Biopharma manufacturers who want to validate their cloud-based biomanufacturing systems can’t apply the same processes to the cloud that they apply to their on-premises computer systems. Cloud validation requires something more.
Although applications may be built using validated managed services and hosted by one of the major, validated hyperscalers (like AWS or Azure), the result “is simply a validated infrastructure,” Rajiv Anand, founder and CEO of Quartic.ai, tells GEN.
“In (bio)manufacturing, when it comes to data, you also must account for validation of the edge infrastructure and applications. While you may do a lot of the computing in the cloud, data exchange will invariably engage edge systems, too,” Anand points out.
Therefore, also consider the application programming interfaces (APIs) and how they exchange data, as well as such computer systems validation and GxP validation protocols as installation, operational, and performance qualification.
In selecting a cloud computing environment, Anand recommends exploring “entire systems—just as you do with on-premises systems—that provide the set of data and applications that cover all, or most of, the (bio)manufacturing needs and meet the enterprise cloud standards and policies, (which typically come down to cloud provider, security, and access control).”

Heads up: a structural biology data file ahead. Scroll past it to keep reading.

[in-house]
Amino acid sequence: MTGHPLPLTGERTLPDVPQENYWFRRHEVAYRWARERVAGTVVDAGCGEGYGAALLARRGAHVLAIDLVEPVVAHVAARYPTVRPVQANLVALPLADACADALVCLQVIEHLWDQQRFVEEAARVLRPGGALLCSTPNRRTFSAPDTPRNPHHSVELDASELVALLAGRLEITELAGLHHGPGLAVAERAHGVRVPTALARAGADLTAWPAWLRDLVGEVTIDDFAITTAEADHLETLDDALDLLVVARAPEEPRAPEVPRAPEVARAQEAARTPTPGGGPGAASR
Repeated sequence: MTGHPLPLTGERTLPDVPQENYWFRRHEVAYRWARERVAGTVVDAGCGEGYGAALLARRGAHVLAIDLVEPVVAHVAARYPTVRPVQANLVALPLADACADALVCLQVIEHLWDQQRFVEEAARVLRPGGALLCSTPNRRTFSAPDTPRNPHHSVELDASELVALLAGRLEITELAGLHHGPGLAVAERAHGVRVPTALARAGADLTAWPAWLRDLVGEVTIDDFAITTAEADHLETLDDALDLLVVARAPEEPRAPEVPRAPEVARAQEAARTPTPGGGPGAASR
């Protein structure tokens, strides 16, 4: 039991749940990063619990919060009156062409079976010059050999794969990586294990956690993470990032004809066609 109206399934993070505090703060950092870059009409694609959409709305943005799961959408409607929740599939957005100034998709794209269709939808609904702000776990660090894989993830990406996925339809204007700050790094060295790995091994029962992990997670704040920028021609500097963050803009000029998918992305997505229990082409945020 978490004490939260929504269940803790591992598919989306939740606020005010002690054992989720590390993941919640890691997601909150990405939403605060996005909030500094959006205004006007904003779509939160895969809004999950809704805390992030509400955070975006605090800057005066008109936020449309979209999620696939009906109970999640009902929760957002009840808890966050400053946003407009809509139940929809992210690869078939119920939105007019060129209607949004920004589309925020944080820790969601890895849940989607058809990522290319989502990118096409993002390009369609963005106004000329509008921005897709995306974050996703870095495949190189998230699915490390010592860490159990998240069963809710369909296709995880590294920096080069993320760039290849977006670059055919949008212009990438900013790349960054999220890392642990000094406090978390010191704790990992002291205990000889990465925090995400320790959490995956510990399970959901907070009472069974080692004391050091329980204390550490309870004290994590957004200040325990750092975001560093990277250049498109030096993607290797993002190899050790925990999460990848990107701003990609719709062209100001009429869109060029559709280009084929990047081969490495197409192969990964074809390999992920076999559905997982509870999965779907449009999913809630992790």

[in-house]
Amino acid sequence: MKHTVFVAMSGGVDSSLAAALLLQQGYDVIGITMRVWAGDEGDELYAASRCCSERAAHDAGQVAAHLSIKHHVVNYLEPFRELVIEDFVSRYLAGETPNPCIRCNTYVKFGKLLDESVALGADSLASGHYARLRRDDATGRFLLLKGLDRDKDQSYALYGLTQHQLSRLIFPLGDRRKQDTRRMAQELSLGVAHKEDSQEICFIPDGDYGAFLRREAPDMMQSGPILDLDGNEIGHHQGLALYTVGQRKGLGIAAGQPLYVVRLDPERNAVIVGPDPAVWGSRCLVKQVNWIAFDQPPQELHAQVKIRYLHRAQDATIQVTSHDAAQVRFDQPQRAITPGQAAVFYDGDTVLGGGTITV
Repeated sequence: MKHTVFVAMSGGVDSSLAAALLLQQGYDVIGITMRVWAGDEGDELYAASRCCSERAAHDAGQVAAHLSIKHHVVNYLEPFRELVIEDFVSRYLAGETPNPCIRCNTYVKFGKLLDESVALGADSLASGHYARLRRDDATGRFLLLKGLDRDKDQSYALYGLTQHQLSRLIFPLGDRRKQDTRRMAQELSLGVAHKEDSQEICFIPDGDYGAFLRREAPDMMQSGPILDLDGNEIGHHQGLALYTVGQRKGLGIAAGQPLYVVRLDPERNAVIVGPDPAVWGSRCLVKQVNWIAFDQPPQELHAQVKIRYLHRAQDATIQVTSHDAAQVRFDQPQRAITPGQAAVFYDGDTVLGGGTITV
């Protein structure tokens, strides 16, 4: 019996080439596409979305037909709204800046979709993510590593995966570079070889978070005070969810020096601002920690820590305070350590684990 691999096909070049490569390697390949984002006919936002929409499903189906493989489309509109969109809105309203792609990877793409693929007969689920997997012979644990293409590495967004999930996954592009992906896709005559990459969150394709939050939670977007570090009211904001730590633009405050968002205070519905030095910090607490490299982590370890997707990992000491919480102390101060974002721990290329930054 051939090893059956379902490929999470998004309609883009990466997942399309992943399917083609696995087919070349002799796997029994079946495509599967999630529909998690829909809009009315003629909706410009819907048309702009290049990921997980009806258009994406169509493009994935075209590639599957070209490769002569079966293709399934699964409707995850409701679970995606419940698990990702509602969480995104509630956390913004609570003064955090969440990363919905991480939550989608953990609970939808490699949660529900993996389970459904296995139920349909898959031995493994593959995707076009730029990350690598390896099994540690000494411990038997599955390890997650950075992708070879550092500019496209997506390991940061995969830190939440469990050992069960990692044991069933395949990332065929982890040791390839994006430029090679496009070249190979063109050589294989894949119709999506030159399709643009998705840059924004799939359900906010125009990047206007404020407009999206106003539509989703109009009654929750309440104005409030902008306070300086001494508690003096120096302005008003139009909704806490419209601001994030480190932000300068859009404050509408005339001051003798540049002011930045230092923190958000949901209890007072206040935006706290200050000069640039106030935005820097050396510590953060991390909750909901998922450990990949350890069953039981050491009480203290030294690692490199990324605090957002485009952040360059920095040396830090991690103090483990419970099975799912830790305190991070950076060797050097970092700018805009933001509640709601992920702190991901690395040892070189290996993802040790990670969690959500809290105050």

Not using a cloud compute environment is becoming less and less of an option. “Hardly any data management software or service providers are investing in technology and resources for on-premises systems,” he explains. “Almost all innovation and technology choices are being built for the cloud.”
Soon, that trend will make it nearly impossible for computing environments outside the cloud to use best-in-class data management and governance applications.
“There are specific needs and uses within biopharma that are very difficult to meet effectively with existing on-premises computing,” Anand elaborates. Collaboration is one of those. As the use of contract development and manufacturing organizations accelerates, internal and external collaborations become more frequent, so the distributed and secure compute, data, and communications infrastructure inherent in cloud computing environments is a natural fit.
Increased agility enabled by the cloud is another driver. As Anand notes, “Legacy, on-premises infrastructure comes with rigid policies of hardware and operating systems,” making it difficult to deploy and connect to new applications. Moving to cloud computing offers almost unlimited flexibility,” so best-of-breed technology can be accessed without concerns regarding the operating system or data exchange protocols.
The need for computer systems validation hasn’t changed since computers first entered the pharmaceutical industry. What has changed is how that validation occurs today, in a cloud computing environment.